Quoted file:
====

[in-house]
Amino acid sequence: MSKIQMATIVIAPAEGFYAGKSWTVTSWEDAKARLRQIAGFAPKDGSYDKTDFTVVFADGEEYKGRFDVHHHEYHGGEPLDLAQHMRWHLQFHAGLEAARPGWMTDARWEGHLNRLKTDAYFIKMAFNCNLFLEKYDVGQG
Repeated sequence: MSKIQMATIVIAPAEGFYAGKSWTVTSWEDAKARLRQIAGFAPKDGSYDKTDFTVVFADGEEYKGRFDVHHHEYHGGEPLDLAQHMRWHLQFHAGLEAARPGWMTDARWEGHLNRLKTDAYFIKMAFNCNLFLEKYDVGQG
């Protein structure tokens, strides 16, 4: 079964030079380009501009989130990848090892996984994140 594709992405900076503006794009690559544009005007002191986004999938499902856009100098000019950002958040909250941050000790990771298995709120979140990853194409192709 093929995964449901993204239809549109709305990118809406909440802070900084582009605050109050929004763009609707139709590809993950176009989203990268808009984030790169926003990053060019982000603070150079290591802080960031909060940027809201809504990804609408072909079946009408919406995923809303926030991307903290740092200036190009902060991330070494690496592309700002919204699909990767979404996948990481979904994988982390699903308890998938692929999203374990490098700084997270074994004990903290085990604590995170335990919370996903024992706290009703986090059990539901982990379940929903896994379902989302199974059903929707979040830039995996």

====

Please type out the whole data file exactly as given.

[in-house]
Amino acid sequence: MSKIQMATIVIAPAEGFYAGKSWTVTSWEDAKARLRQIAGFAPKDGSYDKTDFTVVFADGEEYKGRFDVHHHEYHGGEPLDLAQHMRWHLQFHAGLEAARPGWMTDARWEGHLNRLKTDAYFIKMAFNCNLFLEKYDVGQG
Repeated sequence: MSKIQMATIVIAPAEGFYAGKSWTVTSWEDAKARLRQIAGFAPKDGSYDKTDFTVVFADGEEYKGRFDVHHHEYHGGEPLDLAQHMRWHLQFHAGLEAARPGWMTDARWEGHLNRLKTDAYFIKMAFNCNLFLEKYDVGQG
């Protein structure tokens, strides 16, 4: 079964030079380009501009989130990848090892996984994140 594709992405900076503006794009690559544009005007002191986004999938499902856009100098000019950002958040909250941050000790990771298995709120979140990853194409192709 093929995964449901993204239809549109709305990118809406909440802070900084582009605050109050929004763009609707139709590809993950176009989203990268808009984030790169926003990053060019982000603070150079290591802080960031909060940027809201809504990804609408072909079946009408919406995923809303926030991307903290740092200036190009902060991330070494690496592309700002919204699909990767979404996948990481979904994988982390699903308890998938692929999203374990490098700084997270074994004990903290085990604590995170335990919370996903024992706290009703986090059990539901982990379940929903896994379902989302199974059903929707979040830039995996």